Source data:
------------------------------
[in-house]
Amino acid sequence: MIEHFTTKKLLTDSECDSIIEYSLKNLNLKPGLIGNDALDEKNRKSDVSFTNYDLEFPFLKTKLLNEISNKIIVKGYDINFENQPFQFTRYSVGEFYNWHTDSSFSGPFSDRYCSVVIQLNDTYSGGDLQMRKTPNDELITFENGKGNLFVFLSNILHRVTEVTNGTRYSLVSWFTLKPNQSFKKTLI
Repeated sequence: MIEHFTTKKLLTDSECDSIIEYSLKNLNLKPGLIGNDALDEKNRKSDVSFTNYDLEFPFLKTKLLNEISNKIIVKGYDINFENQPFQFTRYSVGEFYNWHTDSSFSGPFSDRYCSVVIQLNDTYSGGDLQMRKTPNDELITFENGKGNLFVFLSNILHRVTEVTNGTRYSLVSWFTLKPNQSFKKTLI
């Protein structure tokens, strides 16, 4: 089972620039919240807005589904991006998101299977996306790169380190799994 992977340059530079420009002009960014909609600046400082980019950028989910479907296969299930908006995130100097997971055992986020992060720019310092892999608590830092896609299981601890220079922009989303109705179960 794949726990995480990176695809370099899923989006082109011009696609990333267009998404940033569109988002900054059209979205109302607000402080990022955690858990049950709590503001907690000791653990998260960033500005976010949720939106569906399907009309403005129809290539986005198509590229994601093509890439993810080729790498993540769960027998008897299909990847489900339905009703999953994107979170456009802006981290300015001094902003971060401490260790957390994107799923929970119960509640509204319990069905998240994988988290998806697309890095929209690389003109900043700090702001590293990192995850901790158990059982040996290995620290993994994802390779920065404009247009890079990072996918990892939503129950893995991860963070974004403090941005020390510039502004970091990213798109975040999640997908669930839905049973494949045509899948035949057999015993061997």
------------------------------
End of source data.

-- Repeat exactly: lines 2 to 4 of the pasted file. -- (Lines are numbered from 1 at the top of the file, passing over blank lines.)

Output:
Amino acid sequence: MIEHFTTKKLLTDSECDSIIEYSLKNLNLKPGLIGNDALDEKNRKSDVSFTNYDLEFPFLKTKLLNEISNKIIVKGYDINFENQPFQFTRYSVGEFYNWHTDSSFSGPFSDRYCSVVIQLNDTYSGGDLQMRKTPNDELITFENGKGNLFVFLSNILHRVTEVTNGTRYSLVSWFTLKPNQSFKKTLI
Repeated sequence: MIEHFTTKKLLTDSECDSIIEYSLKNLNLKPGLIGNDALDEKNRKSDVSFTNYDLEFPFLKTKLLNEISNKIIVKGYDINFENQPFQFTRYSVGEFYNWHTDSSFSGPFSDRYCSVVIQLNDTYSGGDLQMRKTPNDELITFENGKGNLFVFLSNILHRVTEVTNGTRYSLVSWFTLKPNQSFKKTLI
């Protein structure tokens, strides 16, 4: 089972620039919240807005589904991006998101299977996306790169380190799994 992977340059530079420009002009960014909609600046400082980019950028989910479907296969299930908006995130100097997971055992986020992060720019310092892999608590830092896609299981601890220079922009989303109705179960 794949726990995480990176695809370099899923989006082109011009696609990333267009998404940033569109988002900054059209979205109302607000402080990022955690858990049950709590503001907690000791653990998260960033500005976010949720939106569906399907009309403005129809290539986005198509590229994601093509890439993810080729790498993540769960027998008897299909990847489900339905009703999953994107979170456009802006981290300015001094902003971060401490260790957390994107799923929970119960509640509204319990069905998240994988988290998806697309890095929209690389003109900043700090702001590293990192995850901790158990059982040996290995620290993994994802390779920065404009247009890079990072996918990892939503129950893995991860963070974004403090941005020390510039502004970091990213798109975040999640997908669930839905049973494949045509899948035949057999015993061997």